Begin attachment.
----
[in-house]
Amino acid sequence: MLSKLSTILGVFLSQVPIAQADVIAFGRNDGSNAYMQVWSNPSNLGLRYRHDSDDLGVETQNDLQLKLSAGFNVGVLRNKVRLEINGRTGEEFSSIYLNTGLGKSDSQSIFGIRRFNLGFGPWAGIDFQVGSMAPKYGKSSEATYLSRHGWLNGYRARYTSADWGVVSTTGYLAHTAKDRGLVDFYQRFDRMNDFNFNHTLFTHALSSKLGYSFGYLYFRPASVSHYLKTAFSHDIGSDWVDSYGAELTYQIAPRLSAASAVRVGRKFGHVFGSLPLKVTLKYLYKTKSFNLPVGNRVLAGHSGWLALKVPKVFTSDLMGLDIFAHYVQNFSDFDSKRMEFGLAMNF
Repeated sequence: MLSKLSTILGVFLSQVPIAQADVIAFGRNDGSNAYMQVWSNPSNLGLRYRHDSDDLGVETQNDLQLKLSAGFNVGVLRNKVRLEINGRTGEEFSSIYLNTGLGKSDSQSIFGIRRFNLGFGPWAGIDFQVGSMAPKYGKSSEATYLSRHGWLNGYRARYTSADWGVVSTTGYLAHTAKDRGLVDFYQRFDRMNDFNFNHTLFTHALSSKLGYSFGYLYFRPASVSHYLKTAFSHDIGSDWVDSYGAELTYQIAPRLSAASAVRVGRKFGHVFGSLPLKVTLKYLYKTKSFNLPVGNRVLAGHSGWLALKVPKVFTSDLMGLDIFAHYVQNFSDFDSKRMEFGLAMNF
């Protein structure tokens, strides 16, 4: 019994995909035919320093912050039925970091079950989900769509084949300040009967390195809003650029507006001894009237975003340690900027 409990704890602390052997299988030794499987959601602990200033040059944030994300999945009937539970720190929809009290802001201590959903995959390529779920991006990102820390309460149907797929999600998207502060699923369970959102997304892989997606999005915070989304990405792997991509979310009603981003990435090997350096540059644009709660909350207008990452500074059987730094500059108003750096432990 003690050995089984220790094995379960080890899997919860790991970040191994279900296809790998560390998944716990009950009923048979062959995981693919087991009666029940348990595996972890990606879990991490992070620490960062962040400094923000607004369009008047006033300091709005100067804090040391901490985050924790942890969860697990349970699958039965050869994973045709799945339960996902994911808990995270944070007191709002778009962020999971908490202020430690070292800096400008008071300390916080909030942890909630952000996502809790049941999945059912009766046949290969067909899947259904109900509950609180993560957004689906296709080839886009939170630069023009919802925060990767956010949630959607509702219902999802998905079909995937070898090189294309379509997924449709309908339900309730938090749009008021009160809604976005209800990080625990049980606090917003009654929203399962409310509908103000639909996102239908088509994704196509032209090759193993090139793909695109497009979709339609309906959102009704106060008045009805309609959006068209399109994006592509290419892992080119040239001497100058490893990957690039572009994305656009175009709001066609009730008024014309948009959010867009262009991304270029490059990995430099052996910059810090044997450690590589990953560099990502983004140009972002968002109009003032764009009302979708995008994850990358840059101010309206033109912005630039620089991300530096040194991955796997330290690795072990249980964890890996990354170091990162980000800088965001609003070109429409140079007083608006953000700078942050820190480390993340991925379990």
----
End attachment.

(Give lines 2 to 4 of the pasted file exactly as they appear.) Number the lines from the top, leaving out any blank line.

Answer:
Amino acid sequence: MLSKLSTILGVFLSQVPIAQADVIAFGRNDGSNAYMQVWSNPSNLGLRYRHDSDDLGVETQNDLQLKLSAGFNVGVLRNKVRLEINGRTGEEFSSIYLNTGLGKSDSQSIFGIRRFNLGFGPWAGIDFQVGSMAPKYGKSSEATYLSRHGWLNGYRARYTSADWGVVSTTGYLAHTAKDRGLVDFYQRFDRMNDFNFNHTLFTHALSSKLGYSFGYLYFRPASVSHYLKTAFSHDIGSDWVDSYGAELTYQIAPRLSAASAVRVGRKFGHVFGSLPLKVTLKYLYKTKSFNLPVGNRVLAGHSGWLALKVPKVFTSDLMGLDIFAHYVQNFSDFDSKRMEFGLAMNF
Repeated sequence: MLSKLSTILGVFLSQVPIAQADVIAFGRNDGSNAYMQVWSNPSNLGLRYRHDSDDLGVETQNDLQLKLSAGFNVGVLRNKVRLEINGRTGEEFSSIYLNTGLGKSDSQSIFGIRRFNLGFGPWAGIDFQVGSMAPKYGKSSEATYLSRHGWLNGYRARYTSADWGVVSTTGYLAHTAKDRGLVDFYQRFDRMNDFNFNHTLFTHALSSKLGYSFGYLYFRPASVSHYLKTAFSHDIGSDWVDSYGAELTYQIAPRLSAASAVRVGRKFGHVFGSLPLKVTLKYLYKTKSFNLPVGNRVLAGHSGWLALKVPKVFTSDLMGLDIFAHYVQNFSDFDSKRMEFGLAMNF
């Protein structure tokens, strides 16, 4: 019994995909035919320093912050039925970091079950989900769509084949300040009967390195809003650029507006001894009237975003340690900027 409990704890602390052997299988030794499987959601602990200033040059944030994300999945009937539970720190929809009290802001201590959903995959390529779920991006990102820390309460149907797929999600998207502060699923369970959102997304892989997606999005915070989304990405792997991509979310009603981003990435090997350096540059644009709660909350207008990452500074059987730094500059108003750096432990 003690050995089984220790094995379960080890899997919860790991970040191994279900296809790998560390998944716990009950009923048979062959995981693919087991009666029940348990595996972890990606879990991490992070620490960062962040400094923000607004369009008047006033300091709005100067804090040391901490985050924790942890969860697990349970699958039965050869994973045709799945339960996902994911808990995270944070007191709002778009962020999971908490202020430690070292800096400008008071300390916080909030942890909630952000996502809790049941999945059912009766046949290969067909899947259904109900509950609180993560957004689906296709080839886009939170630069023009919802925060990767956010949630959607509702219902999802998905079909995937070898090189294309379509997924449709309908339900309730938090749009008021009160809604976005209800990080625990049980606090917003009654929203399962409310509908103000639909996102239908088509994704196509032209090759193993090139793909695109497009979709339609309906959102009704106060008045009805309609959006068209399109994006592509290419892992080119040239001497100058490893990957690039572009994305656009175009709001066609009730008024014309948009959010867009262009991304270029490059990995430099052996910059810090044997450690590589990953560099990502983004140009972002968002109009003032764009009302979708995008994850990358840059101010309206033109912005630039620089991300530096040194991955796997330290690795072990249980964890890996990354170091990162980000800088965001609003070109429409140079007083608006953000700078942050820190480390993340991925379990």